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The successful use of strategic U.S. air power in the South West Pacific during World War II enabled Gen. Douglas MacArthur to advance from Australia to Japan. This book examines the inexorable thrust of the general's U.S. Army's 5th Air Force, under air commander Gen. George C. Kenney, in the hard-hitting campaigns against the Japanese Army Air Force bases in New Guinea. During 1943 and 1944, the 5th Air Force destroyed its Japanese opponent three times, eventually opening the way for the advance—ahead of schedule—of MacArthur's Allied forces through New Guinea to the Philippines and the Dutch East Indies.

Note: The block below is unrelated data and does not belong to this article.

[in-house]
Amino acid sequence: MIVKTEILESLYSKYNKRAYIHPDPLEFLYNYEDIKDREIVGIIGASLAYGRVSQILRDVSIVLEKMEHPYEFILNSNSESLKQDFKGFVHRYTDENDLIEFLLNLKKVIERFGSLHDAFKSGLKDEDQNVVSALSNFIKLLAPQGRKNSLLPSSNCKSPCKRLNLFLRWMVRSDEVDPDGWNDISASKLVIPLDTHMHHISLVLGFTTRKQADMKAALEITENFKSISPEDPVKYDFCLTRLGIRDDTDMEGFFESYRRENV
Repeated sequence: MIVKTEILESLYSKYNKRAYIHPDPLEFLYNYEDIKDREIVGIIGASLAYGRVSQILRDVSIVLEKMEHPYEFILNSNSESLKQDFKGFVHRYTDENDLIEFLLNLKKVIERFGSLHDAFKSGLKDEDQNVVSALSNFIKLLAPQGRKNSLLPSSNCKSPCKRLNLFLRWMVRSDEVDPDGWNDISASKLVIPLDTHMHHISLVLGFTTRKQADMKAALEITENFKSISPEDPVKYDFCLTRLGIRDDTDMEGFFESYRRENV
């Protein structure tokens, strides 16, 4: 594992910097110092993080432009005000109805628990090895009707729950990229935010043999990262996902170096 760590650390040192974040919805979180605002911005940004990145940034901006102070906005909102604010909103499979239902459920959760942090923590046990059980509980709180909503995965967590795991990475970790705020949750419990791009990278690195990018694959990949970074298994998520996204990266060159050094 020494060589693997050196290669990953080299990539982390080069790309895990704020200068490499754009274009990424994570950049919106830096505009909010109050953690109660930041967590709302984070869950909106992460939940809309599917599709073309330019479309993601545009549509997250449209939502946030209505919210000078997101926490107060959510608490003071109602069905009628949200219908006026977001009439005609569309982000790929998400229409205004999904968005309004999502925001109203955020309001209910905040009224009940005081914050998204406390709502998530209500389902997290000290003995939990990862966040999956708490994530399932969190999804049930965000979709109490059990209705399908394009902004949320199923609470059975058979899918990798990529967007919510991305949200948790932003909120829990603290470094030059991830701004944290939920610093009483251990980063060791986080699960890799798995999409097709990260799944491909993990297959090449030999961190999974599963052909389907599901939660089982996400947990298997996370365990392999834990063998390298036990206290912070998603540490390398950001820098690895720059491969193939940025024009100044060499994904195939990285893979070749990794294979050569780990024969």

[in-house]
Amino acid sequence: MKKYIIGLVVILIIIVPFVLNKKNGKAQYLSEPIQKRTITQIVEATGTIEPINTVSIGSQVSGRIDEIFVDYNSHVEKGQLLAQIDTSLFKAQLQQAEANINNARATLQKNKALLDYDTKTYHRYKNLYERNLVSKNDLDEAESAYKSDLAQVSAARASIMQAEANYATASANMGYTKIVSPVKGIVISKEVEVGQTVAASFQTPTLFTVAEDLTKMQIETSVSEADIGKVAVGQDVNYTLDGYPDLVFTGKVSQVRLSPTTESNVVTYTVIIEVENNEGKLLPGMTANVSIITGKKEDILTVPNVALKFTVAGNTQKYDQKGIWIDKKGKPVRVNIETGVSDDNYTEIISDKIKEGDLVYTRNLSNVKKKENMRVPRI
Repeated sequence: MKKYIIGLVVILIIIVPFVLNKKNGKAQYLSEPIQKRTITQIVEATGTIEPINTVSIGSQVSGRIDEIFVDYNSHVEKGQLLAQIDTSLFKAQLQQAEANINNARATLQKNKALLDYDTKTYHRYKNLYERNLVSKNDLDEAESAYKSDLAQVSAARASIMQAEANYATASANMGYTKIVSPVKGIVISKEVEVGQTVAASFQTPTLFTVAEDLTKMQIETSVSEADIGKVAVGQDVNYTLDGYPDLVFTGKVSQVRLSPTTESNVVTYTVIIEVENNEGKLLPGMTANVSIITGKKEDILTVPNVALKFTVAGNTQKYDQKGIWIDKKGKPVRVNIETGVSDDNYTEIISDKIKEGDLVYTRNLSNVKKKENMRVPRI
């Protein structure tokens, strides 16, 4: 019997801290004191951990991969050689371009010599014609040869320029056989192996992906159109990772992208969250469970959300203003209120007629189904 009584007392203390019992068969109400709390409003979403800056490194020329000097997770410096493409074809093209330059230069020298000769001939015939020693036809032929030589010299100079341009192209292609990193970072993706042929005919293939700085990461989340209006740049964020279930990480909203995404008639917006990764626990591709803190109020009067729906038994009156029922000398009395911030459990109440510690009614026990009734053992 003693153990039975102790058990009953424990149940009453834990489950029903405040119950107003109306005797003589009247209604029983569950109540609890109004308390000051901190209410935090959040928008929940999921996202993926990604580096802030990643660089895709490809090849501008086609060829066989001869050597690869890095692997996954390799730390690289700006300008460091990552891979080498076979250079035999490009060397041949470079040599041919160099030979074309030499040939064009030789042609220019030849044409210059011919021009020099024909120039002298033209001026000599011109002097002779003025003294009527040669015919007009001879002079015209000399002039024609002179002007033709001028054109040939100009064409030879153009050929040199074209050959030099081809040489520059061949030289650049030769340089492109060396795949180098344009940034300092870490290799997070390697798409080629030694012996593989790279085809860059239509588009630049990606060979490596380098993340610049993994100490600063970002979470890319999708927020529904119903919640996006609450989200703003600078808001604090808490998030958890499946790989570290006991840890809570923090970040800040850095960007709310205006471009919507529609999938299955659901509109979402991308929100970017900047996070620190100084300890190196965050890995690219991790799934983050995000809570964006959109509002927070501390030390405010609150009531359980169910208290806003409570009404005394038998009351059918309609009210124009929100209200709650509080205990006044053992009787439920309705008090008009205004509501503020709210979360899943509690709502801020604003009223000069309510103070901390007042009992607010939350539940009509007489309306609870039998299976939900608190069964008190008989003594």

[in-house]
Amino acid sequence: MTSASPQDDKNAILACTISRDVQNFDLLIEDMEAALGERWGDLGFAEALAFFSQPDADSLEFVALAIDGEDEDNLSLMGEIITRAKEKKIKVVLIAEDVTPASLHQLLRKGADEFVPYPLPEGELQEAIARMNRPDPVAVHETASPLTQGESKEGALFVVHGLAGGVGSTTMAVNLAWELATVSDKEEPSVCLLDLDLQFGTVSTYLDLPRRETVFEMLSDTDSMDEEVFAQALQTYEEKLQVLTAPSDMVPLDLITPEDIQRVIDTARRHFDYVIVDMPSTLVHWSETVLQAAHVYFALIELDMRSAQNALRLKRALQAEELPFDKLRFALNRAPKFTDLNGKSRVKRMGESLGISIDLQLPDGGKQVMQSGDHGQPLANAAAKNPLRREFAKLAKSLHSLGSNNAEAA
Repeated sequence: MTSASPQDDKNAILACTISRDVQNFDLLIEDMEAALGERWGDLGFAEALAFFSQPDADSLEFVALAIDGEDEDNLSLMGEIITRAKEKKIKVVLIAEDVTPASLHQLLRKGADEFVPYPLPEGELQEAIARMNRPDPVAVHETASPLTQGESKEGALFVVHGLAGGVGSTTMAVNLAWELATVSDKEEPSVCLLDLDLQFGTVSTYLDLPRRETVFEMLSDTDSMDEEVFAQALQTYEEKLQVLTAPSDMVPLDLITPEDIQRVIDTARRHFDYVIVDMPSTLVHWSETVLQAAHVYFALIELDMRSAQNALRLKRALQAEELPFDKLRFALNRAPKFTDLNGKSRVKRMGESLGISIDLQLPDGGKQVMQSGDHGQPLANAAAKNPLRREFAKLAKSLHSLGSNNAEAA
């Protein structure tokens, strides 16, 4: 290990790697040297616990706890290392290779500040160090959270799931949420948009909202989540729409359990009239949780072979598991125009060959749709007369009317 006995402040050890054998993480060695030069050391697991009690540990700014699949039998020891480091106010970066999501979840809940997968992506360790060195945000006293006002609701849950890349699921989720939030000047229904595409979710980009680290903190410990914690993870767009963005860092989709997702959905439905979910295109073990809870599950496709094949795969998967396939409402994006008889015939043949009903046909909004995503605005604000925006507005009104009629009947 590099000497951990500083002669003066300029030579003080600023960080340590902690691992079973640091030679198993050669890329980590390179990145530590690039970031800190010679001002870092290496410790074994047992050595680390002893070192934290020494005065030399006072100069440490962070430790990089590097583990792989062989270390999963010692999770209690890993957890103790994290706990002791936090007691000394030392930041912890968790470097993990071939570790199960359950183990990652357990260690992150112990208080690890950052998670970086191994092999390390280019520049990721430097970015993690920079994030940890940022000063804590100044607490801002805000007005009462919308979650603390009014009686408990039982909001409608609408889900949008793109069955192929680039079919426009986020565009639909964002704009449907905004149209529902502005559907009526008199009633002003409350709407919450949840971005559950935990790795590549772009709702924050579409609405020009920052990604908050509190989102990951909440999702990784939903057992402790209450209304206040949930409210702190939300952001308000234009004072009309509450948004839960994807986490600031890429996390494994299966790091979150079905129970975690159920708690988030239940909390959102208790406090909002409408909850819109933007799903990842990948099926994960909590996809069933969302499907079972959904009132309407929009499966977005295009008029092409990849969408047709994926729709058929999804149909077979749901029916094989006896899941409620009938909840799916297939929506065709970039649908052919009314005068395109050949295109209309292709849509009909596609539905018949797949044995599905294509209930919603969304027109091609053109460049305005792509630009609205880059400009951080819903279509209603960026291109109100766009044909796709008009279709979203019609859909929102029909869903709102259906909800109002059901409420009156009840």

No other book describes these crucial operations in such breadth or detail. From the national level to the individual fighter pilot's level, the author chronicles what happened. Of particular merit is Lex McAuley's portrayal of the Japanese side of the conflict, including an inside look at the problems of the Japanese Air Force high command. The author explains the varying degrees of understanding the concept of air power exhibited by both Japanese and U.S. commanders, including not only the type of aircraft produced by each country but the ways in which the aircraft were used. Air combat missions come vividly and dramatically to life through the use of oral history interviews that lend an authoritative air to the book.